American Express is celebrating the first anniversary of the legalization of same-sex marriage with full-page ads in The New York Times. The ads from Ogilvy & Mather feature the photos of real same-sex couples who are also customers of the brand.
Although many same-sex couples spend thousands of dollars on wills, powers of attorney and other paperwork intended to afford them the same rights and benefits as their married counterparts, these efforts still fall short of the protections of marriage, according to this article.
Total spending on opposing efforts to defeat and enact a constitutional marriage ban in California has topped $73 million, making it the most expensive campaign for a social issue in U.S. history. Both sides were scrambling to rally voters to their sides, while same-sex couples around the state were trying to beat the clock to get married before today's vote. The ballot issue is considered especially critical for the marriage-rights movement because of California's cultural influence. "As goes California, so goes the nation," said San Francisco Mayor Gavin Newsom.
The office of Massachusetts Gov. Deval Patrick is touting a potential $111 million economic boost over the next three years as a practical reason for the state Legislature to overturn a 1913 law that prohibits marriages of out-of-state couples whose unions would not be recognized in their home states. The bill today is likely to have a vote in the state Senate.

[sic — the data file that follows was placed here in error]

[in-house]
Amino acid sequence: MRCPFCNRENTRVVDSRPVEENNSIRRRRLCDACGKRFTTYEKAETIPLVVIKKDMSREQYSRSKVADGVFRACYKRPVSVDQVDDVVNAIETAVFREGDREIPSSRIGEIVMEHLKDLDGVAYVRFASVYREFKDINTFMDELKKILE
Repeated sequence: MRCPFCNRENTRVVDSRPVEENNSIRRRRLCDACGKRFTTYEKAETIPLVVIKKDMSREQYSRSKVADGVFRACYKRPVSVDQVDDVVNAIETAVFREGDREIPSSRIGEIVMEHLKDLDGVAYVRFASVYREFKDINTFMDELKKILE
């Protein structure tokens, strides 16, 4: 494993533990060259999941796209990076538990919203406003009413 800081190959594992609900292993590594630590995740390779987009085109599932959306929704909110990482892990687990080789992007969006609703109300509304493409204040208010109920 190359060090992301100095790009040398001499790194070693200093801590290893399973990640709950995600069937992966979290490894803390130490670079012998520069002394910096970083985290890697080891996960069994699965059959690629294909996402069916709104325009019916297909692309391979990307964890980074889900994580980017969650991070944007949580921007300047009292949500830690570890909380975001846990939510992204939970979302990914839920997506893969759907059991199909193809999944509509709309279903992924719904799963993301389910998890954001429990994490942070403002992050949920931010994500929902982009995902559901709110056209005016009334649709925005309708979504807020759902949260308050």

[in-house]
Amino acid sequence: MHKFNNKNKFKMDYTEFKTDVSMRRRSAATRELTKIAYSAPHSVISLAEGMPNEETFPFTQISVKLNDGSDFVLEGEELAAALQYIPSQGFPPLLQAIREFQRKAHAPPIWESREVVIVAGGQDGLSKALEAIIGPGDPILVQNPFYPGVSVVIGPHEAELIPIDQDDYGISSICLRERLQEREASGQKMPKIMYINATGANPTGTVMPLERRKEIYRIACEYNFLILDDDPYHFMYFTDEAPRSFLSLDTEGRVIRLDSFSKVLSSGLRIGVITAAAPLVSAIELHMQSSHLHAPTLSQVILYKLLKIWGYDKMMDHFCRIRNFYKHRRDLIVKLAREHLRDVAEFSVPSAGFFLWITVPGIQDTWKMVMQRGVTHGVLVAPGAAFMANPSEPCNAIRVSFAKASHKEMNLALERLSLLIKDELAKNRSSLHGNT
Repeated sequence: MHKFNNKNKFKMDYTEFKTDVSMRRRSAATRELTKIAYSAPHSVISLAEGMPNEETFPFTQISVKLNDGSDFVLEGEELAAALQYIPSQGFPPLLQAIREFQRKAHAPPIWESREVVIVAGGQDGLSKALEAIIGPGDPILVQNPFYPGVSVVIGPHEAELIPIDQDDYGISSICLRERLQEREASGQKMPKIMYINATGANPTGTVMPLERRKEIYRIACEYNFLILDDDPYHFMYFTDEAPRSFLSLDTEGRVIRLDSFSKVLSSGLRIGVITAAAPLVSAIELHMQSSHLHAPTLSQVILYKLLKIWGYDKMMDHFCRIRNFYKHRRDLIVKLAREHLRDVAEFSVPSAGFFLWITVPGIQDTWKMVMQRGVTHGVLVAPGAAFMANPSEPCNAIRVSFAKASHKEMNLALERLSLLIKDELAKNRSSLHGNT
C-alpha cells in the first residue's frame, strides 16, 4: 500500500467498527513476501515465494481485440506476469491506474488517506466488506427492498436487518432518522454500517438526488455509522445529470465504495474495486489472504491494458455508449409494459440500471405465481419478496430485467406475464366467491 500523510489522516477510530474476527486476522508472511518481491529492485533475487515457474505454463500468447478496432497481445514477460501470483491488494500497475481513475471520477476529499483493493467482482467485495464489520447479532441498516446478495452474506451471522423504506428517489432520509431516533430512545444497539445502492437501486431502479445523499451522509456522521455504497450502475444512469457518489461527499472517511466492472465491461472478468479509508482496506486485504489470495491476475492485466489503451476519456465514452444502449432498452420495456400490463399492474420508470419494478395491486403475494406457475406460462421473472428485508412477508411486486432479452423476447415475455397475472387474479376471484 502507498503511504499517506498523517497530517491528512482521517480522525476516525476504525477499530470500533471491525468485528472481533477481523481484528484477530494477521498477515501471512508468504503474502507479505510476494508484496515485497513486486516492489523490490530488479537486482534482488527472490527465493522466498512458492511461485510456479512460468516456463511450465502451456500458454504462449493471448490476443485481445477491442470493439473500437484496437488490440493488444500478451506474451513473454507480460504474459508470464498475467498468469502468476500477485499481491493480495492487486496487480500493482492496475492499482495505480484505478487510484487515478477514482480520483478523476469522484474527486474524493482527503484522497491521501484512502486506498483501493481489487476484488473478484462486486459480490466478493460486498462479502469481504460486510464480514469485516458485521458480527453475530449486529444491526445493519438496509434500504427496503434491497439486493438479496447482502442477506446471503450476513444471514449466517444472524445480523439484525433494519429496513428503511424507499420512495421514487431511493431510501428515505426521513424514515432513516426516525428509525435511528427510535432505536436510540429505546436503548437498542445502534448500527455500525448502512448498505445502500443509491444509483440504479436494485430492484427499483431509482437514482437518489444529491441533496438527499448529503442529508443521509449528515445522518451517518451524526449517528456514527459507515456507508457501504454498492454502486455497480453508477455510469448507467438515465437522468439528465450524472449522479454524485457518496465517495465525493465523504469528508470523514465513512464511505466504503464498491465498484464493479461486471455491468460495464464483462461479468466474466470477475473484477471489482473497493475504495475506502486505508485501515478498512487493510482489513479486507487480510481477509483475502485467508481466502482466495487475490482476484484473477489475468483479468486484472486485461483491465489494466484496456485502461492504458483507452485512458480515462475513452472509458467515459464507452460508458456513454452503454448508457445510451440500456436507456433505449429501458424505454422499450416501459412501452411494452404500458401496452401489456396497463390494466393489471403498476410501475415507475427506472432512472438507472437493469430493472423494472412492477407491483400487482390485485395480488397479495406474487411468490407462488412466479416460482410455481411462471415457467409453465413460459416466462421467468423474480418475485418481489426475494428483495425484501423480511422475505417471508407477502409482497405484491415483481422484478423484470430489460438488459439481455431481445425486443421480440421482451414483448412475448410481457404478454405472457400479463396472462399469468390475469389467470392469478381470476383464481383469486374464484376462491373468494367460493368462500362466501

Since Massachusetts granted equal marriage rights to same-sex couples in 2004, the experience of being married has been a mixed one, with many couples reporting state recognition strengthened their relationships, some reporting tough going and others remaining indifferent to the institution. "Before marriage was legal, if I called Adrienne my wife, people would say 'Your what?' " Heather Walker said. "But if you say partner, they're thinking business partner. The knowledge that we are legally married, that they can't play a semantics game, is very freeing."